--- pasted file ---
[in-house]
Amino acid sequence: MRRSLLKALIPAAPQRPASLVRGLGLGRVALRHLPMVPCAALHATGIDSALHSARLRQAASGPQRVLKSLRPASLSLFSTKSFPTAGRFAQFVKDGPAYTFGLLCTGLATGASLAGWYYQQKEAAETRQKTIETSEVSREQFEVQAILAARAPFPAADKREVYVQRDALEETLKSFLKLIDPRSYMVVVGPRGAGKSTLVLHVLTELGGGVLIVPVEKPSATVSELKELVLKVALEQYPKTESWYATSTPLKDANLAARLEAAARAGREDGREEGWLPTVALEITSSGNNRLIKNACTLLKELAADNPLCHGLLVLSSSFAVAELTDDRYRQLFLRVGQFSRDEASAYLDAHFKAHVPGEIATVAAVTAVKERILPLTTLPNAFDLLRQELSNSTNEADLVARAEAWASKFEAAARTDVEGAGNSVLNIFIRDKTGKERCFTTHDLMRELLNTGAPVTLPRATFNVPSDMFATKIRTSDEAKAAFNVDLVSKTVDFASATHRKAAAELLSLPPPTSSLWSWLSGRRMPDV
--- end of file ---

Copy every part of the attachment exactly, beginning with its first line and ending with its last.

[in-house]
Amino acid sequence: MRRSLLKALIPAAPQRPASLVRGLGLGRVALRHLPMVPCAALHATGIDSALHSARLRQAASGPQRVLKSLRPASLSLFSTKSFPTAGRFAQFVKDGPAYTFGLLCTGLATGASLAGWYYQQKEAAETRQKTIETSEVSREQFEVQAILAARAPFPAADKREVYVQRDALEETLKSFLKLIDPRSYMVVVGPRGAGKSTLVLHVLTELGGGVLIVPVEKPSATVSELKELVLKVALEQYPKTESWYATSTPLKDANLAARLEAAARAGREDGREEGWLPTVALEITSSGNNRLIKNACTLLKELAADNPLCHGLLVLSSSFAVAELTDDRYRQLFLRVGQFSRDEASAYLDAHFKAHVPGEIATVAAVTAVKERILPLTTLPNAFDLLRQELSNSTNEADLVARAEAWASKFEAAARTDVEGAGNSVLNIFIRDKTGKERCFTTHDLMRELLNTGAPVTLPRATFNVPSDMFATKIRTSDEAKAAFNVDLVSKTVDFASATHRKAAAELLSLPPPTSSLWSWLSGRRMPDV